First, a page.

Without the Games, without the Park, the West Zone is not likely to have experienced the recent real estate boom. That boom has now resulted in an outmoded automobile-dependent urban sprawl of empty malls, apartments and office buildings, with increased costs in terms of city and state services.
Ongoing corruption investigations, nationwide, point to the need for a deep rethink of Brazil as a whole.
For Rio de Janeiro to make a second attempt at reinventing itself, deep inward reflection will be on the agenda, with a shift towards the common good. Meanwhile, it might be useful to humbly look for cues in a place such as Detroit, Michigan.
You mention Rio making a second attempt to re-invent itself, but it’s impossible for me to see how that will happen unless Brazilians elect honest politicians, something they’ve never done after the fall of the military dictatorship.
Never say never, Mike!
Let’s hope Janot is right http://oglobo.globo.com/brasil/janot-compara-protestos-contra-corrupcao-movimento-que-levou-ao-fim-da-escravidao-19595546
I have no proof that Temer is guilty of anything. But taking into account the whole situation, the all-prevailing corruption, the massive culture of corruption, and the fact that Temer has appointed a number of ministers charged with corruption, my personal judgment is that Temer is likely guilty of at least some degree of malfeasance. If that is so, and if he is never brought to justice, I think any optimism is misplaced.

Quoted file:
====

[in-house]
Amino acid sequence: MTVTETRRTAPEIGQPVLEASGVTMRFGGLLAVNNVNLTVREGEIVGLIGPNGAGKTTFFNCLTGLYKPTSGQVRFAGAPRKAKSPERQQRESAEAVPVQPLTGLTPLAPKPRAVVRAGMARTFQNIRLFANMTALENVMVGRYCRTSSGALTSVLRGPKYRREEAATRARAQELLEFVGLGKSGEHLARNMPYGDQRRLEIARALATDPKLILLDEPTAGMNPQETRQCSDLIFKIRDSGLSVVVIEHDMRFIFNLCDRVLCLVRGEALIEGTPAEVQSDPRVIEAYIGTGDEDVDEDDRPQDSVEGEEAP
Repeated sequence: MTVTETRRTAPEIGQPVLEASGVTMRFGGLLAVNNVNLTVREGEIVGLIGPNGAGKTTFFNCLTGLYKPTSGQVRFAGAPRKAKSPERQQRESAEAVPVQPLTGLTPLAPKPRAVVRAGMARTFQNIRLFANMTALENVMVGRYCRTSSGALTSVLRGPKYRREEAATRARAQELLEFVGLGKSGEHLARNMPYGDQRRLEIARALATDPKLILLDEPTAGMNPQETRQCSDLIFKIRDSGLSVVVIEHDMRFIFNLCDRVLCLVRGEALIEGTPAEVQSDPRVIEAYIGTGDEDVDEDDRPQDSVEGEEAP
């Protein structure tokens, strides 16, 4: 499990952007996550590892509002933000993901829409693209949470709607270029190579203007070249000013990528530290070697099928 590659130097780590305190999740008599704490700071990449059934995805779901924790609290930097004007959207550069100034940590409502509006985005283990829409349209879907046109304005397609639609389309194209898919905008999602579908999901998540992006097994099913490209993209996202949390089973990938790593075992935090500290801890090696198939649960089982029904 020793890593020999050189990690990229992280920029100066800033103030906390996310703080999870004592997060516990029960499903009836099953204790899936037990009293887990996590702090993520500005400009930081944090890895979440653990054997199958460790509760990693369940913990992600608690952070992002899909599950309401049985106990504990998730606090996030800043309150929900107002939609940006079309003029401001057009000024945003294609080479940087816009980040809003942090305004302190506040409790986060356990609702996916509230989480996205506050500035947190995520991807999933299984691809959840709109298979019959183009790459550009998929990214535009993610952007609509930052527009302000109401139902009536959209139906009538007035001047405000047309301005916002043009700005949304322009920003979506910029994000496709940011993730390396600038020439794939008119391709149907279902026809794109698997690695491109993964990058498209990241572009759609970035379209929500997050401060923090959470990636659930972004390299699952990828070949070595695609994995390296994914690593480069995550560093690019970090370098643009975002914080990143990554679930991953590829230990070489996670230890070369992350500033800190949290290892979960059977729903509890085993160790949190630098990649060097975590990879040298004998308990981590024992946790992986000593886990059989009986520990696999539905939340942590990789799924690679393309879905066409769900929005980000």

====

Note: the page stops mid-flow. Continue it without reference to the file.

I think it is unlikely that charges against Temer will ever be seriously considered, so long as Brazil appears to be making a reasonable recovery from the financial disaster. A victorious general is seldom called to account for war crimes.
These are great days for Brazil but we can’t sit on our hands and hope. We can’t be like people who buy lottery tickets just hoping against all reason that somehow things will work out OK for them. We are called to do what we can.
My computer is not working and a new one will arrive in a few days. I will try to write something worthwhile when it does. Meanwhile, thank you Julia for not turning a blind eye to reality – something many of us have done for too long.
Which is exactly why there is a growing surge of support for a return to military control. Far from a majority opinion but just the fact it is being discussed speaks volumes of how bad the corruption is. In any true military people are held accountable. All very sad and depressing to me, I saw the temporary improvements under the PT and Lula…asked myself perhaps I was wrong about the socialists….now there are unbelievable taxes and even more corruption.
Mark, I believe corruption would exist in Brazil under military rule, as it would under socialism, Communism, Fascism, or laisse-faire capitalism; as it did exist under the state-capitalism of the Cardoso-Lula-Dilma regimes. Soon, I will try to make the case the problem is cultural, and goes back centuries.
Reblogged this on msamba.